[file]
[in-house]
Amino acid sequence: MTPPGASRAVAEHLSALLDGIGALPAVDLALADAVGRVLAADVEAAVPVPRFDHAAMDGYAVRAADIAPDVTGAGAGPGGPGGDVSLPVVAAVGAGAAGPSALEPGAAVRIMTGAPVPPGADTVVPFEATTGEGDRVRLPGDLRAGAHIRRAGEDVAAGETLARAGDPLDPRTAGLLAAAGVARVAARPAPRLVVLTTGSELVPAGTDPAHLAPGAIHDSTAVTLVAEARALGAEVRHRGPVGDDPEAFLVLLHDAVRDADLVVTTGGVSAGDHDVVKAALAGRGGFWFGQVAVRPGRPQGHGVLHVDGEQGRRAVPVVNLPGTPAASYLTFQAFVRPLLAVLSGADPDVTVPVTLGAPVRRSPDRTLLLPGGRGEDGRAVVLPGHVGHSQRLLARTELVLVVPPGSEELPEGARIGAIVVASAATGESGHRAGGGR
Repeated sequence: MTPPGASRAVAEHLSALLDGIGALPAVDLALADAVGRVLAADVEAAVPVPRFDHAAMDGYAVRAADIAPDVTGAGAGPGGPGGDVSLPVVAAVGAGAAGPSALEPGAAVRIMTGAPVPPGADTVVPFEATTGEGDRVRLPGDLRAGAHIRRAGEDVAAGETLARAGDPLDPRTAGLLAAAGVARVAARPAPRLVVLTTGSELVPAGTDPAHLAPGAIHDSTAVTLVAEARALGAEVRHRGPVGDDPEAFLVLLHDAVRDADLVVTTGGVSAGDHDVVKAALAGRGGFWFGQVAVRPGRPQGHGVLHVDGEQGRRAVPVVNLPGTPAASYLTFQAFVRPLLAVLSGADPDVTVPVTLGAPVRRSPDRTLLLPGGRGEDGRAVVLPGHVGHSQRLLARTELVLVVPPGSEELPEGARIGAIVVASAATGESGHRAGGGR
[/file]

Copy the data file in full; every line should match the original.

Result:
[in-house]
Amino acid sequence: MTPPGASRAVAEHLSALLDGIGALPAVDLALADAVGRVLAADVEAAVPVPRFDHAAMDGYAVRAADIAPDVTGAGAGPGGPGGDVSLPVVAAVGAGAAGPSALEPGAAVRIMTGAPVPPGADTVVPFEATTGEGDRVRLPGDLRAGAHIRRAGEDVAAGETLARAGDPLDPRTAGLLAAAGVARVAARPAPRLVVLTTGSELVPAGTDPAHLAPGAIHDSTAVTLVAEARALGAEVRHRGPVGDDPEAFLVLLHDAVRDADLVVTTGGVSAGDHDVVKAALAGRGGFWFGQVAVRPGRPQGHGVLHVDGEQGRRAVPVVNLPGTPAASYLTFQAFVRPLLAVLSGADPDVTVPVTLGAPVRRSPDRTLLLPGGRGEDGRAVVLPGHVGHSQRLLARTELVLVVPPGSEELPEGARIGAIVVASAATGESGHRAGGGR
Repeated sequence: MTPPGASRAVAEHLSALLDGIGALPAVDLALADAVGRVLAADVEAAVPVPRFDHAAMDGYAVRAADIAPDVTGAGAGPGGPGGDVSLPVVAAVGAGAAGPSALEPGAAVRIMTGAPVPPGADTVVPFEATTGEGDRVRLPGDLRAGAHIRRAGEDVAAGETLARAGDPLDPRTAGLLAAAGVARVAARPAPRLVVLTTGSELVPAGTDPAHLAPGAIHDSTAVTLVAEARALGAEVRHRGPVGDDPEAFLVLLHDAVRDADLVVTTGGVSAGDHDVVKAALAGRGGFWFGQVAVRPGRPQGHGVLHVDGEQGRRAVPVVNLPGTPAASYLTFQAFVRPLLAVLSGADPDVTVPVTLGAPVRRSPDRTLLLPGGRGEDGRAVVLPGHVGHSQRLLARTELVLVVPPGSEELPEGARIGAIVVASAATGESGHRAGGGR